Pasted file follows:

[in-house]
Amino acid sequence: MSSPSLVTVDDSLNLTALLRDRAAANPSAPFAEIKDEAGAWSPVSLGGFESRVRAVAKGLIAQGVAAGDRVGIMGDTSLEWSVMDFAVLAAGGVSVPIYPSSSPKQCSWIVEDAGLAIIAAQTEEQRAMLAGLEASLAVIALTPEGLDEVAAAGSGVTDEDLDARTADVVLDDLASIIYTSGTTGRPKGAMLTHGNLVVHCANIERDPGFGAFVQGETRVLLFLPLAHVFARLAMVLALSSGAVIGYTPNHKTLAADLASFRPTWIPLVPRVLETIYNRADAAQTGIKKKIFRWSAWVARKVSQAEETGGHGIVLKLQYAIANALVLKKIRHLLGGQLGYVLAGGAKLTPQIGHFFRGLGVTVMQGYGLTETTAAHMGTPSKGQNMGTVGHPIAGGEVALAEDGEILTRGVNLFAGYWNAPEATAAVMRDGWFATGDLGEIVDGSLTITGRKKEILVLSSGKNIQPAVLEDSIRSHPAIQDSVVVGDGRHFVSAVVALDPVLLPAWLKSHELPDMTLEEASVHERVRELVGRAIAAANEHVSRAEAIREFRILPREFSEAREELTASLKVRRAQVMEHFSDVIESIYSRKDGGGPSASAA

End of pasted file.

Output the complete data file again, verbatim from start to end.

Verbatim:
[in-house]
Amino acid sequence: MSSPSLVTVDDSLNLTALLRDRAAANPSAPFAEIKDEAGAWSPVSLGGFESRVRAVAKGLIAQGVAAGDRVGIMGDTSLEWSVMDFAVLAAGGVSVPIYPSSSPKQCSWIVEDAGLAIIAAQTEEQRAMLAGLEASLAVIALTPEGLDEVAAAGSGVTDEDLDARTADVVLDDLASIIYTSGTTGRPKGAMLTHGNLVVHCANIERDPGFGAFVQGETRVLLFLPLAHVFARLAMVLALSSGAVIGYTPNHKTLAADLASFRPTWIPLVPRVLETIYNRADAAQTGIKKKIFRWSAWVARKVSQAEETGGHGIVLKLQYAIANALVLKKIRHLLGGQLGYVLAGGAKLTPQIGHFFRGLGVTVMQGYGLTETTAAHMGTPSKGQNMGTVGHPIAGGEVALAEDGEILTRGVNLFAGYWNAPEATAAVMRDGWFATGDLGEIVDGSLTITGRKKEILVLSSGKNIQPAVLEDSIRSHPAIQDSVVVGDGRHFVSAVVALDPVLLPAWLKSHELPDMTLEEASVHERVRELVGRAIAAANEHVSRAEAIREFRILPREFSEAREELTASLKVRRAQVMEHFSDVIESIYSRKDGGGPSASAA